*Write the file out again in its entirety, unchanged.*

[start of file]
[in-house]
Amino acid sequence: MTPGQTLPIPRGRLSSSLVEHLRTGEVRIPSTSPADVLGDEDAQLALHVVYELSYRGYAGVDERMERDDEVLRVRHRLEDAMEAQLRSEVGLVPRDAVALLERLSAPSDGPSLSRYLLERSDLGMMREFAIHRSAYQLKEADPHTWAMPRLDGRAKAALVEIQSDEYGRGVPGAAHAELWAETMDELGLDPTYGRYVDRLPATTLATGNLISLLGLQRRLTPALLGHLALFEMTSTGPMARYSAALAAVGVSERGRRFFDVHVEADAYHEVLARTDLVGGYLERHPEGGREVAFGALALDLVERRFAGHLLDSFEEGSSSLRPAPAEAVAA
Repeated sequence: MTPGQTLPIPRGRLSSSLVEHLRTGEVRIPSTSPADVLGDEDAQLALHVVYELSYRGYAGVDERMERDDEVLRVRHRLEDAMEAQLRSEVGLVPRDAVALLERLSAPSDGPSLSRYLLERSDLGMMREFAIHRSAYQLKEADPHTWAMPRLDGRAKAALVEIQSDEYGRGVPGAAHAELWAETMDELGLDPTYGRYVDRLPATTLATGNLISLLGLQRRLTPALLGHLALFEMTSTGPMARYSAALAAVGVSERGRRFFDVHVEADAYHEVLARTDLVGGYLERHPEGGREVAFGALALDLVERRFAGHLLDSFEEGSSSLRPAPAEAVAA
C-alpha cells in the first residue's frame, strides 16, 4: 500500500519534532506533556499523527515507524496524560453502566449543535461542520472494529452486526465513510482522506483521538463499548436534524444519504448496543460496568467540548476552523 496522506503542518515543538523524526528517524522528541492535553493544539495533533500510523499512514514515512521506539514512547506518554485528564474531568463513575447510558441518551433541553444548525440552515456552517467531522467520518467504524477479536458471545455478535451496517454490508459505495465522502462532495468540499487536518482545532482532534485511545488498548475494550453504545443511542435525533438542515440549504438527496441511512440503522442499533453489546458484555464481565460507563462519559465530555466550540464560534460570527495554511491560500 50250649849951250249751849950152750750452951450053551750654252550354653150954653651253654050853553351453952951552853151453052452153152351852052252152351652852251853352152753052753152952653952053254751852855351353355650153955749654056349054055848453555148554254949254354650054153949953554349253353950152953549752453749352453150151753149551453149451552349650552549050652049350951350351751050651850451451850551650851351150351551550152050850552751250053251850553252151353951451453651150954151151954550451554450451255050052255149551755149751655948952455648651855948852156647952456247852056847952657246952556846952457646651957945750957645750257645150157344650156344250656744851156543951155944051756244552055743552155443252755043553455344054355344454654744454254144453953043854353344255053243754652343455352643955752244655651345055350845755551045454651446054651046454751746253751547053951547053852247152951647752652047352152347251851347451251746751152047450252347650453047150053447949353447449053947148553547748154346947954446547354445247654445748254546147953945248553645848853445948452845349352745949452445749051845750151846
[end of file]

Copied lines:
[in-house]
Amino acid sequence: MTPGQTLPIPRGRLSSSLVEHLRTGEVRIPSTSPADVLGDEDAQLALHVVYELSYRGYAGVDERMERDDEVLRVRHRLEDAMEAQLRSEVGLVPRDAVALLERLSAPSDGPSLSRYLLERSDLGMMREFAIHRSAYQLKEADPHTWAMPRLDGRAKAALVEIQSDEYGRGVPGAAHAELWAETMDELGLDPTYGRYVDRLPATTLATGNLISLLGLQRRLTPALLGHLALFEMTSTGPMARYSAALAAVGVSERGRRFFDVHVEADAYHEVLARTDLVGGYLERHPEGGREVAFGALALDLVERRFAGHLLDSFEEGSSSLRPAPAEAVAA
Repeated sequence: MTPGQTLPIPRGRLSSSLVEHLRTGEVRIPSTSPADVLGDEDAQLALHVVYELSYRGYAGVDERMERDDEVLRVRHRLEDAMEAQLRSEVGLVPRDAVALLERLSAPSDGPSLSRYLLERSDLGMMREFAIHRSAYQLKEADPHTWAMPRLDGRAKAALVEIQSDEYGRGVPGAAHAELWAETMDELGLDPTYGRYVDRLPATTLATGNLISLLGLQRRLTPALLGHLALFEMTSTGPMARYSAALAAVGVSERGRRFFDVHVEADAYHEVLARTDLVGGYLERHPEGGREVAFGALALDLVERRFAGHLLDSFEEGSSSLRPAPAEAVAA
C-alpha cells in the first residue's frame, strides 16, 4: 500500500519534532506533556499523527515507524496524560453502566449543535461542520472494529452486526465513510482522506483521538463499548436534524444519504448496543460496568467540548476552523 496522506503542518515543538523524526528517524522528541492535553493544539495533533500510523499512514514515512521506539514512547506518554485528564474531568463513575447510558441518551433541553444548525440552515456552517467531522467520518467504524477479536458471545455478535451496517454490508459505495465522502462532495468540499487536518482545532482532534485511545488498548475494550453504545443511542435525533438542515440549504438527496441511512440503522442499533453489546458484555464481565460507563462519559465530555466550540464560534460570527495554511491560500 50250649849951250249751849950152750750452951450053551750654252550354653150954653651253654050853553351453952951552853151453052452153152351852052252152351652852251853352152753052753152952653952053254751852855351353355650153955749654056349054055848453555148554254949254354650054153949953554349253353950152953549752453749352453150151753149551453149451552349650552549050652049350951350351751050651850451451850551650851351150351551550152050850552751250053251850553252151353951451453651150954151151954550451554450451255050052255149551755149751655948952455648651855948852156647952456247852056847952657246952556846952457646651957945750957645750257645150157344650156344250656744851156543951155944051756244552055743552155443252755043553455344054355344454654744454254144453953043854353344255053243754652343455352643955752244655651345055350845755551045454651446054651046454751746253751547053951547053852247152951647752652047352152347251851347451251746751152047450252347650453047150053447949353447449053947148553547748154346947954446547354445247654445748254546147953945248553645848853445948452845349352745949452445749051845750151846